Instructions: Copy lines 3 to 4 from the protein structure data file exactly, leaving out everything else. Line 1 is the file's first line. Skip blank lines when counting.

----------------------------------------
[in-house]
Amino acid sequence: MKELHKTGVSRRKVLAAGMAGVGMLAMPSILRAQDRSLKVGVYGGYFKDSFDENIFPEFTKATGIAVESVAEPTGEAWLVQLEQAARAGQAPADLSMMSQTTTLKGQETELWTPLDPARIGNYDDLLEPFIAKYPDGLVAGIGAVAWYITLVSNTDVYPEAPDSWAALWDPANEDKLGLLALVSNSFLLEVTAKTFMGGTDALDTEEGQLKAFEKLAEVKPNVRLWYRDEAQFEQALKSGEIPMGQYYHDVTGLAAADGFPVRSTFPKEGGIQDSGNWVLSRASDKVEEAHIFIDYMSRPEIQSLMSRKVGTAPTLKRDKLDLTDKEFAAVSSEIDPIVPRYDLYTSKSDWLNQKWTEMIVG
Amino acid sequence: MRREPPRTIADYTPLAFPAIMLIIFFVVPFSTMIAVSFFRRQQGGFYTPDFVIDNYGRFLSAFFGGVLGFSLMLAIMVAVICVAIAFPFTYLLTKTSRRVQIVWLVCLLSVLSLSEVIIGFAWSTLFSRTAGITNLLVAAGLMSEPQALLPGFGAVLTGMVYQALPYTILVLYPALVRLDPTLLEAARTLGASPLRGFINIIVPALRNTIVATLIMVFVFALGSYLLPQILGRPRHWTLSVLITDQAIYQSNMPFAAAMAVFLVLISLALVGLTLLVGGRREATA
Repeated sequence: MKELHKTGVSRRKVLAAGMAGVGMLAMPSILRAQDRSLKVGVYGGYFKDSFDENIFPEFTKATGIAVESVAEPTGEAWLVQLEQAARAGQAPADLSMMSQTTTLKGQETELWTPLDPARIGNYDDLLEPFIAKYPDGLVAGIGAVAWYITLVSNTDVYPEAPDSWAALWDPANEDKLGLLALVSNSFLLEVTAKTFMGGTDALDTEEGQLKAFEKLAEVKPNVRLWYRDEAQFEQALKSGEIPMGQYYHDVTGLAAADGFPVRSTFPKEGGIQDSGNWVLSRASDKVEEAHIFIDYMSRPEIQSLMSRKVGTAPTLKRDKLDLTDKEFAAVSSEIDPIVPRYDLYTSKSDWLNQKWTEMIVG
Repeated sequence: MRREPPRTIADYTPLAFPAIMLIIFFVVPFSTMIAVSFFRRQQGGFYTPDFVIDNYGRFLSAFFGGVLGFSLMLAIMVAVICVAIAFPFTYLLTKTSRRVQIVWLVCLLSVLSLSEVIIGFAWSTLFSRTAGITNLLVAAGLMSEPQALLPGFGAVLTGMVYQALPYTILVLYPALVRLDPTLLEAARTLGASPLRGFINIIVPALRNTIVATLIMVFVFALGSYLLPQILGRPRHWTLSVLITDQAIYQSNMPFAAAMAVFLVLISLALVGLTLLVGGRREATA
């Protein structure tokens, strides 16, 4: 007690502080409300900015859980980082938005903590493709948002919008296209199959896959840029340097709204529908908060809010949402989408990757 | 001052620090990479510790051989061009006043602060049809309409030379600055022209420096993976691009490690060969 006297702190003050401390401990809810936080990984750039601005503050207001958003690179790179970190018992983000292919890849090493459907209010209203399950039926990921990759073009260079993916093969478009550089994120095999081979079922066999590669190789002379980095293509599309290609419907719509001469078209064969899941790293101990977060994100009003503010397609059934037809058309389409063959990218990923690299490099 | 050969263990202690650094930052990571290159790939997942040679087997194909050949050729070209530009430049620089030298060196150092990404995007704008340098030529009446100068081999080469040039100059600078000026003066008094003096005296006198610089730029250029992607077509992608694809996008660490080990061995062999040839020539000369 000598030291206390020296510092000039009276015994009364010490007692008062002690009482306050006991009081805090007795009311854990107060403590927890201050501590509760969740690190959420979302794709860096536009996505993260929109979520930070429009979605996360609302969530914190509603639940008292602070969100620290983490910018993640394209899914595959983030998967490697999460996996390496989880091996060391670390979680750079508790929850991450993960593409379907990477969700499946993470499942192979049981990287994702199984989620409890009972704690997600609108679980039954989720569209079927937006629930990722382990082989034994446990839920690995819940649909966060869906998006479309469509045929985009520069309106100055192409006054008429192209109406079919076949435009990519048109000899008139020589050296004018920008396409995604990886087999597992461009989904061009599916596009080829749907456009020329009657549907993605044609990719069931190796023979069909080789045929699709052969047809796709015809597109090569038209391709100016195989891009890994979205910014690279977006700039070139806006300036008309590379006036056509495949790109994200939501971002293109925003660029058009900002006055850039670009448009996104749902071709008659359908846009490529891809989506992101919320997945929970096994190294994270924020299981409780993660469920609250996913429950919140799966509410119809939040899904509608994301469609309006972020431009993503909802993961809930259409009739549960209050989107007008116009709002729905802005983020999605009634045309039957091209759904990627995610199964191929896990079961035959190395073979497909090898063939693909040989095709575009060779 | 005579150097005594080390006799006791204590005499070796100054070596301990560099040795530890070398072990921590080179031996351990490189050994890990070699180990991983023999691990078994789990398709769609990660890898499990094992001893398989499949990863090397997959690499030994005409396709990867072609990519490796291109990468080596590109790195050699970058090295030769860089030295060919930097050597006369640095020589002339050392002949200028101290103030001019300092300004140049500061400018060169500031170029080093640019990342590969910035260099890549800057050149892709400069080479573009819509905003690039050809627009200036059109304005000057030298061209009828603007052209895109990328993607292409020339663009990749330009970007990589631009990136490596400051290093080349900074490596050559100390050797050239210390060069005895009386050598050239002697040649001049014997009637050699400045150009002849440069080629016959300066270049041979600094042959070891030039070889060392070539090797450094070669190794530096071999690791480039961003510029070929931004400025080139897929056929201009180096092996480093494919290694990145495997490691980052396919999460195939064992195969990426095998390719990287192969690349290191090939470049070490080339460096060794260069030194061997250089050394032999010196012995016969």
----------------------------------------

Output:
Amino acid sequence: MRREPPRTIADYTPLAFPAIMLIIFFVVPFSTMIAVSFFRRQQGGFYTPDFVIDNYGRFLSAFFGGVLGFSLMLAIMVAVICVAIAFPFTYLLTKTSRRVQIVWLVCLLSVLSLSEVIIGFAWSTLFSRTAGITNLLVAAGLMSEPQALLPGFGAVLTGMVYQALPYTILVLYPALVRLDPTLLEAARTLGASPLRGFINIIVPALRNTIVATLIMVFVFALGSYLLPQILGRPRHWTLSVLITDQAIYQSNMPFAAAMAVFLVLISLALVGLTLLVGGRREATA
Repeated sequence: MKELHKTGVSRRKVLAAGMAGVGMLAMPSILRAQDRSLKVGVYGGYFKDSFDENIFPEFTKATGIAVESVAEPTGEAWLVQLEQAARAGQAPADLSMMSQTTTLKGQETELWTPLDPARIGNYDDLLEPFIAKYPDGLVAGIGAVAWYITLVSNTDVYPEAPDSWAALWDPANEDKLGLLALVSNSFLLEVTAKTFMGGTDALDTEEGQLKAFEKLAEVKPNVRLWYRDEAQFEQALKSGEIPMGQYYHDVTGLAAADGFPVRSTFPKEGGIQDSGNWVLSRASDKVEEAHIFIDYMSRPEIQSLMSRKVGTAPTLKRDKLDLTDKEFAAVSSEIDPIVPRYDLYTSKSDWLNQKWTEMIVG